We recommend all aspirants to try an essay on the topic “Effect of Climate Change on Indian Economy”. This is an important issue.
According to estimates, production of Kharif crops in the current year is expected to decline by 2.8% because of an uneven monsoon. The possibility of such weather events is likely to increase in the future. And that means a serious challenge for a country like India where about 50% of the population directly or indirectly depends on agriculture for a livelihood.
Economic impact of climate change –
- World Economic Outlook report of the IMF notes that for the median emerging market economy, growth goes down by 0.9 percentage point in the same year because of a 1-degree Celsius increase from a temperature of 22 degrees Celsius.
- Weather does not affect the agriculture sector alone; it affects productivity in general. Research shows that productivity starts declining strongly after peaking at an average annual temperature of about 13 degrees Celsius.
- Therefore, countries located in areas with higher temperature will face a disproportionate impact of global warming. Loss of output and lower productivity also affects capital formation, which has a bearing on medium- to long-term growth prospects.
What steps should be taken?
The necessary steps to minimize the impact of climate change will have to be taken at both the individual country level and the global level.
- In order to reduce the impact of changing weather patterns, emerging market and low-income economies will have to build significant macroeconomic resilience. The IMF, for example, notes: “The instantaneous effect of a temperature shock is slightly smaller in countries with lower public debt, higher inflows of foreign aid, and greater exchange rate flexibility.” India is relatively better off in this context, but it needs to preserve and further strengthen macroeconomic stability to be able to deal with such shocks.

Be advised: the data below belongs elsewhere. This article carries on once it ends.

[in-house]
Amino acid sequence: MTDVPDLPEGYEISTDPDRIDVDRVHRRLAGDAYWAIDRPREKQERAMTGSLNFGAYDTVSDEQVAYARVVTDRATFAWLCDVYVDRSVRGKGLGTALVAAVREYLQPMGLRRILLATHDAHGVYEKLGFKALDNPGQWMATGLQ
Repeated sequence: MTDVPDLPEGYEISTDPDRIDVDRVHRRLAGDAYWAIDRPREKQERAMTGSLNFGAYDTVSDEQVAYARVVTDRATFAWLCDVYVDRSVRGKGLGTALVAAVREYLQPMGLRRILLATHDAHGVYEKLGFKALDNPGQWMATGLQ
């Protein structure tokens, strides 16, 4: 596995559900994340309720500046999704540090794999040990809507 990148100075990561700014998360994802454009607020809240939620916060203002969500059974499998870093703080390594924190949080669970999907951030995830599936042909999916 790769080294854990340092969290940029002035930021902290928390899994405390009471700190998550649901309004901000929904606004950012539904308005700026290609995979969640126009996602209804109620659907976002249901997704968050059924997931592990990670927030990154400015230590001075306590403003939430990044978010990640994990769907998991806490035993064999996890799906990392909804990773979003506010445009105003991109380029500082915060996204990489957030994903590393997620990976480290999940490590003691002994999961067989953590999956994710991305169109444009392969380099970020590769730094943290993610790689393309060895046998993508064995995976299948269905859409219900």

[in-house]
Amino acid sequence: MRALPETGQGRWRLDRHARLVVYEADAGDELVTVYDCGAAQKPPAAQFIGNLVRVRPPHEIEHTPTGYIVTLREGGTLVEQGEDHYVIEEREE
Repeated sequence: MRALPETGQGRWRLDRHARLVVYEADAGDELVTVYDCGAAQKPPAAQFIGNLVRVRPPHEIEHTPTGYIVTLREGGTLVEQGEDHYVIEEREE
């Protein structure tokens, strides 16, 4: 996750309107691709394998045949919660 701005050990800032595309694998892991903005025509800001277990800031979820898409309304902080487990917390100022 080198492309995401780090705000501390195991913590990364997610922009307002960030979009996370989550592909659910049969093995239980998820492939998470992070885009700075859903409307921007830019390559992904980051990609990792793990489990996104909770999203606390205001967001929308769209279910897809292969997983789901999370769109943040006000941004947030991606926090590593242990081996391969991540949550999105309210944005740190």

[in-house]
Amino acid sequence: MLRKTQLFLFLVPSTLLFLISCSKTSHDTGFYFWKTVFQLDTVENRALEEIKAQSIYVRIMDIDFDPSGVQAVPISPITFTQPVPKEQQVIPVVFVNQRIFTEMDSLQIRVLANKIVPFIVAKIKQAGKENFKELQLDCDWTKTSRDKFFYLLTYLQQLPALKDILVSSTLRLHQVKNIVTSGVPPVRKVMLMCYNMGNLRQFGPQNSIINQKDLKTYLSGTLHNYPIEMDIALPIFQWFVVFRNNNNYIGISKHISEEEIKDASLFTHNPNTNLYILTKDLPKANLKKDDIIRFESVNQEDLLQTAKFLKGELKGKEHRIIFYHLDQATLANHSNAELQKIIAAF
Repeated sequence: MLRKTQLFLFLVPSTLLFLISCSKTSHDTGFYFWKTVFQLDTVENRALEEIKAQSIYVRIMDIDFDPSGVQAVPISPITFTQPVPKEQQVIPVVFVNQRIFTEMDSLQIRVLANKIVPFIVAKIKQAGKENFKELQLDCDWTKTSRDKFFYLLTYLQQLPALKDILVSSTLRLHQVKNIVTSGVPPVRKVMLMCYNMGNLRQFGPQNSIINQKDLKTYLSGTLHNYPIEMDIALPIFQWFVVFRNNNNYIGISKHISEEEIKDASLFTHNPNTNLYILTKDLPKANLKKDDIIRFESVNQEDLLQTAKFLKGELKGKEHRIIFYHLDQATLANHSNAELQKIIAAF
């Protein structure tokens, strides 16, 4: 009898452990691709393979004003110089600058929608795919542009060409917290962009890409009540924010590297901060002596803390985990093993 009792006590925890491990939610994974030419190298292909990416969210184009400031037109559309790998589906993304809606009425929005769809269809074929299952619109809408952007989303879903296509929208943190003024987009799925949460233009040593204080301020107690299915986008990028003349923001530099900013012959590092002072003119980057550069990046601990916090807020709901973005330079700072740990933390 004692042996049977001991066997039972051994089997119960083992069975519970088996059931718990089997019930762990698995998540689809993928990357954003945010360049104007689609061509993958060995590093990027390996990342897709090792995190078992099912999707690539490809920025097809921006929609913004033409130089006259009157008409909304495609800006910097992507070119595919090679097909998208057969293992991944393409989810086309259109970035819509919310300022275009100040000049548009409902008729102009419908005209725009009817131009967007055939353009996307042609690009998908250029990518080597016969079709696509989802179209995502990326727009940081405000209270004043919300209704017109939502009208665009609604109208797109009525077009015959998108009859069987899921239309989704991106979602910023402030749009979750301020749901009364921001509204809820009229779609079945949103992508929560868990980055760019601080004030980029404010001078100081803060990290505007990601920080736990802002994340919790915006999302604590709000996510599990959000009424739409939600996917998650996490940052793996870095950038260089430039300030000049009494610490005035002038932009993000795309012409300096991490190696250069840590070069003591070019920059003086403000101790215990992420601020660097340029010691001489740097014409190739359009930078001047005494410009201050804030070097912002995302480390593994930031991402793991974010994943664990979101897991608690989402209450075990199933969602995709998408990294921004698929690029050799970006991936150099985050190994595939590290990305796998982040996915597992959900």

- More needs to be done to enhance productivity in the agriculture sector. Financial losses can be reduced by higher penetration of insurance products.
- India can work on programmes that will help improve the quality of land and reduce the risk of climate change. In Ethiopia, for example, food and cash is provided to the poor who participate in local environmental programmes. This has resulted in reduction in soil loss and has increased the availability of water. India can perhaps use employment under the Mahatma Gandhi National Rural Employment Guarantee Act in a better way to enhance soil and water conservation.
- India also needs to strengthen its overall capability by investing in and adopting technology as the impact of climate change is not limited to agriculture. For instance, better use of technology can reduce energy consumption for air conditioning. Example – A district cooling system is being constructed in Gujarat International Finance Tec-City.
At the Paris Agreement, the advanced countries have committed to provide financial assistance to developing countries to help cope with the impact of climate change. However, things are not moving as desired. The lack of will among industrialized economies to contain emissions is disappointing, and it could lead to consequences that go beyond the realm of macroeconomics. India would do well to prepare for the challenge.
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